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Re^3: perlstyle - Unclear wording

by pg (Canon)
on Nov 18, 2005 at 18:04 UTC ( #509888=note: print w/ replies, xml ) Need Help??


in reply to Re^2: perlstyle - Unclear wording
in thread perlstyle - Unclear wording

I agree that those cases don't make much sense. But with long and complex condition statement, I occassionally break it in some way to help myself understand it, for example:

if (($a1 == $a2) && ($a3 == $a4) && (($a5 == $a6) || ($a7 == $a8)) ) { }

This way of breaking makes it clear (at least to me) that those lines are at the same level.


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Re^4: perlstyle - Unclear wording
by halley (Prior) on Nov 18, 2005 at 21:00 UTC
    Of course, the spelled keywords 'and' and 'or' help de-parentheficate this sort of thing slightly:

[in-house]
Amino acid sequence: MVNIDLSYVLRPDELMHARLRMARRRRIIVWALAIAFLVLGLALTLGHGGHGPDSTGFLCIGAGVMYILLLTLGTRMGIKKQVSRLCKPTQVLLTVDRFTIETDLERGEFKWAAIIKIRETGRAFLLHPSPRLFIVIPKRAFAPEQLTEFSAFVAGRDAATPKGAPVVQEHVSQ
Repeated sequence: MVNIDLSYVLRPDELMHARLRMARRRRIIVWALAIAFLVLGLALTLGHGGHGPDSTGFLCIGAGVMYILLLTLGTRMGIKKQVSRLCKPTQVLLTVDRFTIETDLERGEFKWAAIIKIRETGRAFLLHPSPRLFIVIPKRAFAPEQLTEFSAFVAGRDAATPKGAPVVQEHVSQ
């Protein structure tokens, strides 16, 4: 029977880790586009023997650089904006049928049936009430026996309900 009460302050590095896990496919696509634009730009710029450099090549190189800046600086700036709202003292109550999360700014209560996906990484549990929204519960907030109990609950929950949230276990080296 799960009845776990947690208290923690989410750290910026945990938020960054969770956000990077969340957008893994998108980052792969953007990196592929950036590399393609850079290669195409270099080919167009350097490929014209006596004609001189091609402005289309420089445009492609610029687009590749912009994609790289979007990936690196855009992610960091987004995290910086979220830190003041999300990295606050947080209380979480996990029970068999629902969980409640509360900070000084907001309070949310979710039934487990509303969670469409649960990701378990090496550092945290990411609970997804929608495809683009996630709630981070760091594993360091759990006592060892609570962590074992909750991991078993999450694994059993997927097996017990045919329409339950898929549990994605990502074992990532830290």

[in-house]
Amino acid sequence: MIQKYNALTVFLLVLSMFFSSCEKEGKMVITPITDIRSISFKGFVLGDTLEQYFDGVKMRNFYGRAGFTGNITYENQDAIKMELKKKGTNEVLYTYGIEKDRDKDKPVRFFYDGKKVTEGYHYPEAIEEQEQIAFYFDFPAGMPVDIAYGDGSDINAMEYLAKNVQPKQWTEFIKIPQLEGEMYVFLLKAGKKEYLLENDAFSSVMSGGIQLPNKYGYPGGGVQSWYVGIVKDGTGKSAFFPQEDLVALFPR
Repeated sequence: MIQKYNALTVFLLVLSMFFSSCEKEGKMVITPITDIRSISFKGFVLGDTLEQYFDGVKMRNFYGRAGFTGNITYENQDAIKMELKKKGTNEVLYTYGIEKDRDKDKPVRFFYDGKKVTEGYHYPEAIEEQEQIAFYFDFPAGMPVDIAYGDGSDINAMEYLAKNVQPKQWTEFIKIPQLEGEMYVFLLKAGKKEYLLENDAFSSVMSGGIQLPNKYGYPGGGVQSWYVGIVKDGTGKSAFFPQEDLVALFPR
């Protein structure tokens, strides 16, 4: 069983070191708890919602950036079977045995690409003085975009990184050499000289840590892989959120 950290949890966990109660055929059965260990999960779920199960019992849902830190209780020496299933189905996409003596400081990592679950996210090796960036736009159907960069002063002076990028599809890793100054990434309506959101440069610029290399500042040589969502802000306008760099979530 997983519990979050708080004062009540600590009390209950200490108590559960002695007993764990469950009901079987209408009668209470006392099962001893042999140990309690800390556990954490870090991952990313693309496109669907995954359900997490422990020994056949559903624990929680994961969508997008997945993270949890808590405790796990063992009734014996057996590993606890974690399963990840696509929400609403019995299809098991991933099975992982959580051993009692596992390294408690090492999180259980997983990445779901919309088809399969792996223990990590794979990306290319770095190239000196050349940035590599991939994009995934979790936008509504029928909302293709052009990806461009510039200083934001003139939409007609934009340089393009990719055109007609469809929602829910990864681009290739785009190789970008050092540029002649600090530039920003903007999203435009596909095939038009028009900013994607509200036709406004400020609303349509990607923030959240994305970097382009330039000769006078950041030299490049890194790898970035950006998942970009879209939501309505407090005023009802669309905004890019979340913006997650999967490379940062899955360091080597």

if ( $a1 == $a2 and $a3 == $a4 and ($a5 == $a6 or $a7 == $a8) ) { }
    For readability, I also pull some tests into literate (readable, self-documenting) boolean names: my $nouns_match = ( $a3 == $a4 ). Then I can just refer to $nouns_match in the complicated conditional.

    --
    [ e d @ h a l l e y . c c ]

Re^4: perlstyle - Unclear wording
by Aristotle (Chancellor) on Nov 19, 2005 at 04:28 UTC

    FWIW, I prefer to treat all paired delimiters the same (ie parens, brackets and braces all follow the same rules). When I break a single expression over multiple lines, I put the “connecting” ops at the front of the new line, instead of hanging them off them end of the previous one. And I use whichever set of boolean ops require the fewest parens (usually, the low-precedence ones) – in fact I always aim for the fewest paired delimiters possible, and only add optional ones deliberately when the result is too uniform and devoid of visual hooks. In this style, your example would be:

    if ( $a1 == $a2 and $a3 == $a4 and ( $a5 == $a6 or $a7 == $a8 ) ) { # ... }

    Makeshifts last the longest.

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